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Herbert Hoover or Barack Obama: “the major forces of the depression now lie outside of the United States”

Who said the following, Herbert Hoover or Barack Obama?

The origins of this depression lie to some extent within our own borders through a speculative period which diverted capital and energy into speculation rather than constructive enterprise. Had overspeculation in securities been the only force operating, we should have seen recovery many months ago, as these particular dislocations have generally readjusted themselves.

[…]

In the larger view the major forces of the depression now lie outside of the United States, and our recuperation has been retarded by the unwarranted degree of fear and apprehension created by these outside forces.

Don’t know? Then, who said this, Herbert Hoover or Barack Obama?

Some of the challenges that we’ve had over the last several months actually have to do with the fact that in Europe we haven’t seen them deal with their banking system and their financial system as effectively as they needed to.

I think these two quotes sound pretty similar. They both blame Europe for the world’s economic problems. The inference is that all would be well if it weren’t for those Europeans.

One quote is from 1930, the other is from just yesterday.

P.S. – there’s a reason we use the term recession and don’t use the term depression anymore.

About 

Edward Harrison is the founder of Credit Writedowns and a former career diplomat, investment banker and technology executive with over twenty years of business experience. He is also a regular economic and financial commentator on BBC World News, CNBC Television, Business News Network, CBC, Fox Television and RT Television. He speaks six languages and reads another five, skills he uses to provide a more global perspective. Edward holds an MBA in Finance from Columbia University and a BA in Economics from Dartmouth College. Edward also writes a premium financial newsletter. Sign up here for a free trial.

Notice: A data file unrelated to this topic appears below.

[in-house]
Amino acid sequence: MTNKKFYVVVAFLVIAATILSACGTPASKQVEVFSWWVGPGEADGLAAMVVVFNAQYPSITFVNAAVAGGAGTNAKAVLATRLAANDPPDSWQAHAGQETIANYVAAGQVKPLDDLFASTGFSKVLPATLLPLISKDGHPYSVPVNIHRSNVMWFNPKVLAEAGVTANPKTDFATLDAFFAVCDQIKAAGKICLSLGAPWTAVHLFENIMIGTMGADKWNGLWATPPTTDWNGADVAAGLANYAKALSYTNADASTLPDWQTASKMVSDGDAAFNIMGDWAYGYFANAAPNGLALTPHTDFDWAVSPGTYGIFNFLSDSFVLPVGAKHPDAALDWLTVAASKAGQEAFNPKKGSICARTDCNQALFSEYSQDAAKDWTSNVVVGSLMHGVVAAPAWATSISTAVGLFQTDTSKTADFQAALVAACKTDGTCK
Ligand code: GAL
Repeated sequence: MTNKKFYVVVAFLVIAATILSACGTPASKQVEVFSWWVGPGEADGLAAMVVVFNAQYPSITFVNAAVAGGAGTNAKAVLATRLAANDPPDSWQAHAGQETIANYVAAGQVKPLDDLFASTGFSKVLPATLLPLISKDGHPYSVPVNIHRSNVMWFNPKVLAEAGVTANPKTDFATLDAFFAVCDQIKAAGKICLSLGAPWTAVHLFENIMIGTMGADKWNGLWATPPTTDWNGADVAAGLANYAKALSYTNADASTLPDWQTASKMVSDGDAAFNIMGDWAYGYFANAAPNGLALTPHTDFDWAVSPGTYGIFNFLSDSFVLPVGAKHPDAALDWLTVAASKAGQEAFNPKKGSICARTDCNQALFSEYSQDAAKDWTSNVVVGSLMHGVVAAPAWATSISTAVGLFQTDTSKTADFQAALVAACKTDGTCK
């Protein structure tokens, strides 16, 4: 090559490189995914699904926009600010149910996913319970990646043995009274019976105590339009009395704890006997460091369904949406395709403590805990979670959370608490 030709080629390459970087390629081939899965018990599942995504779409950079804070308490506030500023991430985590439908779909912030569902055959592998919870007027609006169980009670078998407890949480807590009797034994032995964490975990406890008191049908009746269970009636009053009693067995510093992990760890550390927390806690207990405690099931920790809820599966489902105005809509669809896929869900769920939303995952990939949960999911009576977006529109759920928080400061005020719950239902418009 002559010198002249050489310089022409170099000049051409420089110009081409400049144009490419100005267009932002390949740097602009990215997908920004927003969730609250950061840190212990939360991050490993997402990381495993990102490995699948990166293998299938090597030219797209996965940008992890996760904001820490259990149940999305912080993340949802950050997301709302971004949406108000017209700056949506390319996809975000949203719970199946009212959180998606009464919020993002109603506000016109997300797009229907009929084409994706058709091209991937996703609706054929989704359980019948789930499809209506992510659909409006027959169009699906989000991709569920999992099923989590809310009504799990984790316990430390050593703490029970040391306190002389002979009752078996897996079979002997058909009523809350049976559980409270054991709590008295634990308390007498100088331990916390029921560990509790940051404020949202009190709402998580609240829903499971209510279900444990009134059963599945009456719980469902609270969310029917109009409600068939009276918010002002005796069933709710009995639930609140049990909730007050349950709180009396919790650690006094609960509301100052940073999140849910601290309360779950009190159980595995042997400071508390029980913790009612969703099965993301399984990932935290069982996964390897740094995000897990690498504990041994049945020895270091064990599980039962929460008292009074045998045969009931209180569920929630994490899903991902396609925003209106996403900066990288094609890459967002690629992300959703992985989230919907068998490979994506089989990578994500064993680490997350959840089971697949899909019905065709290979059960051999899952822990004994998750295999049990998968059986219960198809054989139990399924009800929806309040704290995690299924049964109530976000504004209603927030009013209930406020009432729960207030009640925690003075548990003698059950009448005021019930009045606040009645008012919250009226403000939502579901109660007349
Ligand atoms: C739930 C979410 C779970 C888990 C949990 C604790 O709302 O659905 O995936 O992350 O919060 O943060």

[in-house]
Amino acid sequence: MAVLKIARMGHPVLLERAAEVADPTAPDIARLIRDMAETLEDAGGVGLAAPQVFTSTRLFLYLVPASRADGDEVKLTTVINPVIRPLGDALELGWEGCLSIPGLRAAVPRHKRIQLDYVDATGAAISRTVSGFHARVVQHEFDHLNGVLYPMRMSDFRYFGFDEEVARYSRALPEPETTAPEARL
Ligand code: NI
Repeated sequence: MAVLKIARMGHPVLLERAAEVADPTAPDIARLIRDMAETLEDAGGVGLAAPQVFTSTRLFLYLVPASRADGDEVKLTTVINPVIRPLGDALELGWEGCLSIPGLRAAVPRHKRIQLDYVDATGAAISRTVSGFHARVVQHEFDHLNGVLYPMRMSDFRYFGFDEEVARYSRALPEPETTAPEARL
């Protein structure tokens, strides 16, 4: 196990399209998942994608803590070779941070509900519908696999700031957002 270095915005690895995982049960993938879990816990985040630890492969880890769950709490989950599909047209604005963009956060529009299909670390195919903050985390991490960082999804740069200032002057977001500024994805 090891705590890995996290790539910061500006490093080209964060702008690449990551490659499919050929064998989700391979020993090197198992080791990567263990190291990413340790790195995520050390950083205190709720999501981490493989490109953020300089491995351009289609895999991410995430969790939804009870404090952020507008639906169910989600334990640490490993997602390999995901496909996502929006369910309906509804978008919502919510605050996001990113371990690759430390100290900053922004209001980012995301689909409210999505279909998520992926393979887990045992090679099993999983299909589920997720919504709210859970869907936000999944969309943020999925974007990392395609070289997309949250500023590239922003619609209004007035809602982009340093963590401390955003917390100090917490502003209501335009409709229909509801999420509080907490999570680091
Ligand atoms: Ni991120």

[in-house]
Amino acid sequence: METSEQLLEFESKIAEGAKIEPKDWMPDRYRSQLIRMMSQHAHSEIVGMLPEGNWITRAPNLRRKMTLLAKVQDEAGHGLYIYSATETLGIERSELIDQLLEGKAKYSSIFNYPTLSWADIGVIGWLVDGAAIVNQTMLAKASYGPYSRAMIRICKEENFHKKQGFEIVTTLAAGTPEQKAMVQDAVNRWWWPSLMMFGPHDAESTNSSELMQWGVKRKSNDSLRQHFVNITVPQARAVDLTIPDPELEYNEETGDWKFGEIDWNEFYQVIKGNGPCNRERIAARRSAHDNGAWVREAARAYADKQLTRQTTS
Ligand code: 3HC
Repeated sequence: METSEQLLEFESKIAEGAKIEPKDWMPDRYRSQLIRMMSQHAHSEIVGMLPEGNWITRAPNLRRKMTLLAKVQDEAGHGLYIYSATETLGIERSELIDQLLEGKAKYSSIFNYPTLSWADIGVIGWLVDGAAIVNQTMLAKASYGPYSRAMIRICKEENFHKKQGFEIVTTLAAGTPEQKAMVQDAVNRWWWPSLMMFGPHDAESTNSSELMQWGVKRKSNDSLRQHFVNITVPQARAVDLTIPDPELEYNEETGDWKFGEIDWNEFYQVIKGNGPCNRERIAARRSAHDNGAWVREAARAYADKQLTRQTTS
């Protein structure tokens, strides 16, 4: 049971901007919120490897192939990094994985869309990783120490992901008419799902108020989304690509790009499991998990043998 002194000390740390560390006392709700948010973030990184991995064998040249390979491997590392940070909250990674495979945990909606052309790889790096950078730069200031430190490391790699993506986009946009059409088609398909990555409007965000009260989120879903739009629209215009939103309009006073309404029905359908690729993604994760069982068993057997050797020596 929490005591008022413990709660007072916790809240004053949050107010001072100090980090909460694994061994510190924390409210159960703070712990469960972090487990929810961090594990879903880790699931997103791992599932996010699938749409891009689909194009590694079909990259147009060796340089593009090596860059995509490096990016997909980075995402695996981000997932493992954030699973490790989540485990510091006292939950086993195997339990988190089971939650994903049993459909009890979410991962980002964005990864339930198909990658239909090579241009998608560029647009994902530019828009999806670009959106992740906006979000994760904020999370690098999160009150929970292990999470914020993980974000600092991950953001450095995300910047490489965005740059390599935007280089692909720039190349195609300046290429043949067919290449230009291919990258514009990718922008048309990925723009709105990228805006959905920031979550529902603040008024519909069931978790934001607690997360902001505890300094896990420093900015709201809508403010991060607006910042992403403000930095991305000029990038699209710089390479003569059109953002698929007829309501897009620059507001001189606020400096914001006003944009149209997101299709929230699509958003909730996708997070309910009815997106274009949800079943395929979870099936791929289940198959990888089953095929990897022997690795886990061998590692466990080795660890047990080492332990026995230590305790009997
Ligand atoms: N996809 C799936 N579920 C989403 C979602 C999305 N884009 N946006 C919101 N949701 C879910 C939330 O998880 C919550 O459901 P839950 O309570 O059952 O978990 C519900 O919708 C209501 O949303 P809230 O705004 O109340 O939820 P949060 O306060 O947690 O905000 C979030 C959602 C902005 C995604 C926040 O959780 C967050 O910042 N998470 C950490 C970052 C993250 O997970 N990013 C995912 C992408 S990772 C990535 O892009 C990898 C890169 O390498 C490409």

5 Comments

  1. Aaron R says:

    This got me thinking about differences between the GD and the current crisis.

    Is it possible that the much smaller government (relative to GDP) gave them considerably less fiscal space to deal with the downturn? The government would have been 3 – 4 times smaller relative to GDP back then. They may have never had a chance even if they had run obscene deficits like Paul Krugman prescribes.

    I am not pro- large government, but it may be an advantage they didn’t have back then. Either that or it simply gives us more rope with which to hang ourselves.

  2. Wasabi says:

    So next year’s presidential election will be between Hoover2.0 and Coolidge2.0. This represents an acceleration of the decline of the US into a bipolar neo-feudal society of rentiers and debt-serfs.

    • David Lazarus says:

      That is my thought as well. The problem is that the solutions that will help the country are simply not even being considered, in fact the consensus is for polar opposite policies. Only in the US would voters actually vote against their own self interest.

  3. jacek says:

    “P.S. – there’s a reason we use the term recession and don’t use the term depression anymore.”

    You’re talking about difference in scale betweent those two events, or you have sth else on mind?

  4. @Edward, what is a panic and how is it different from a recession?